Format

Send to

Choose Destination
Behav Med. 2017 Apr-Jun;43(2):108-119. doi: 10.1080/08964289.2015.1107525. Epub 2015 Dec 11.

A Mixed-Methods Pilot Study of Mindfulness-Based Stress Reduction for HIV-Associated Chronic Pain.

Author information

1
a Department of Neurology , Icahn School of Medicine at Mount Sinai.

Abstract

Treatment guidelines for chronic pain recommend nonpharmacologic modalities as part of a comprehensive management plan. Chronic pain is common among people living with HIV/AIDS, but there is little data to guide the choice of nonpharmacologic therapies in this complex population. We performed a mixed-methods feasibility study of Mindfulness-Based Stress Reduction (MBSR) versus health education control with 32 inner city, HIV-infected participants. Outcome measures included: the Brief Pain Inventory, Perceived Stress Scale, HIV Symptoms Index, autonomic function testing, and audiotaped focus groups. Post-intervention, participants reported modest improvements in pain measures and perceived stress, but no effect of group assignment was observed. At 3-month follow-up, 79% of MBSR participants were still practicing, and pain intensity was improved, whereas in the control group pain intensity had worsened. Qualitative analysis revealed a strong sense of community in both groups, but only MBSR was perceived as useful for relaxation and pain relief.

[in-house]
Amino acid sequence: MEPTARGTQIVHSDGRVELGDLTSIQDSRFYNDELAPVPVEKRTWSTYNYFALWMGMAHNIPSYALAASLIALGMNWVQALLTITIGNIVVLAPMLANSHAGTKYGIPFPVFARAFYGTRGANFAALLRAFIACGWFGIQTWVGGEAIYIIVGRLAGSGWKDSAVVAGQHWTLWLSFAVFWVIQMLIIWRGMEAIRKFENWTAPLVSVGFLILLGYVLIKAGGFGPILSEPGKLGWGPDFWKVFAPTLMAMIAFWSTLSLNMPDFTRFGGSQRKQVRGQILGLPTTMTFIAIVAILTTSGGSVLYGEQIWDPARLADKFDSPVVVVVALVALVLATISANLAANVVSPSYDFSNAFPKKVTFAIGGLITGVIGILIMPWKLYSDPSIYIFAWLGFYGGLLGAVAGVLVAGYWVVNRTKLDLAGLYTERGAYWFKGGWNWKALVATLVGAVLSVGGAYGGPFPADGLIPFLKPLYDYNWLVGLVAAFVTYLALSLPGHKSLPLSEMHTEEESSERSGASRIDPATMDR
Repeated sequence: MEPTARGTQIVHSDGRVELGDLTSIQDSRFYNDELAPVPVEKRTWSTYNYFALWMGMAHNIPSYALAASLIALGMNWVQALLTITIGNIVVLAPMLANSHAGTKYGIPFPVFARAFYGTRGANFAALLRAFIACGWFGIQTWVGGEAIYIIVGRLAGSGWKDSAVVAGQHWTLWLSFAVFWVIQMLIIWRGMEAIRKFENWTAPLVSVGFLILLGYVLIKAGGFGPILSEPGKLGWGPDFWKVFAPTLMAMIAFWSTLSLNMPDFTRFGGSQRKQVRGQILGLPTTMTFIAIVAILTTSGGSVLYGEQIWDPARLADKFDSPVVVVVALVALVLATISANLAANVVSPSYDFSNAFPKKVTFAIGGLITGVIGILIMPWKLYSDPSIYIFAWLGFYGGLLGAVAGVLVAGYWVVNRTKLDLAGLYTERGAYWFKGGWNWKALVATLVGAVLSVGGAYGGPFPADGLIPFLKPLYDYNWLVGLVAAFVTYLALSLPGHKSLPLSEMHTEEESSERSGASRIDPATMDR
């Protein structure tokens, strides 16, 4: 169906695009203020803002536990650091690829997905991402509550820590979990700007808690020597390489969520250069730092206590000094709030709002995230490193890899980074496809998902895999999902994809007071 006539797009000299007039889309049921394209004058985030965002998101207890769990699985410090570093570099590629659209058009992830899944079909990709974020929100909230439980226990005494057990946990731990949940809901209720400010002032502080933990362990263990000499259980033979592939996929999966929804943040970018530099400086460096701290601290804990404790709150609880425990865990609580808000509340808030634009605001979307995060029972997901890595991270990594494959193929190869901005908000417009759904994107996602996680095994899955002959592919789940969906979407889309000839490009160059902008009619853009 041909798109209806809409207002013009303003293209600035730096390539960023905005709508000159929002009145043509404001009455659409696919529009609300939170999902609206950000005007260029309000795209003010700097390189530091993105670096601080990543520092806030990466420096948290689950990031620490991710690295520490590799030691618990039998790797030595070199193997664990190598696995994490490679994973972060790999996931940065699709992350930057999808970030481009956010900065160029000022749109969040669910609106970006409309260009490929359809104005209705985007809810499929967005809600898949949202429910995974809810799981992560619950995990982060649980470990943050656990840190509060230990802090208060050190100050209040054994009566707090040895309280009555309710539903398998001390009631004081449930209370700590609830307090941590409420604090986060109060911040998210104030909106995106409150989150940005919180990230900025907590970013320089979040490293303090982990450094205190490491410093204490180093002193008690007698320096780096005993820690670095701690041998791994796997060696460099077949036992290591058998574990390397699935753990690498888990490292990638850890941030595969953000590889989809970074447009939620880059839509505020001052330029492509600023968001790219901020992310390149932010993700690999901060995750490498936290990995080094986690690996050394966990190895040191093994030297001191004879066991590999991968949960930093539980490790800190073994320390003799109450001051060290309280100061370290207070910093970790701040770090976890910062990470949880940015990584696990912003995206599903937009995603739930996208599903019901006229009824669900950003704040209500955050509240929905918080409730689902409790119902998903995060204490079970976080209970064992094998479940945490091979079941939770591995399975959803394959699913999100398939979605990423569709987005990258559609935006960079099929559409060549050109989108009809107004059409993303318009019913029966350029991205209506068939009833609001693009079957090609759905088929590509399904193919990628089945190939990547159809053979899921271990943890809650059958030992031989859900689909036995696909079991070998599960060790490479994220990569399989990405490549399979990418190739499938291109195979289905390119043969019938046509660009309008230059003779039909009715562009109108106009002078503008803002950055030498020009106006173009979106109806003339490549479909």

KEYWORDS:

HIV; Mindfulness-Based Stress Reduction (MBSR); chronic pain; mixed methods

PMID:
26651852
PMCID:
PMC6005203
DOI:
10.1080/08964289.2015.1107525
[Indexed for MEDLINE]
Free PMC Article

Supplemental Content

Full text links

Icon for Taylor & Francis Icon for PubMed Central
Loading ...
Support Center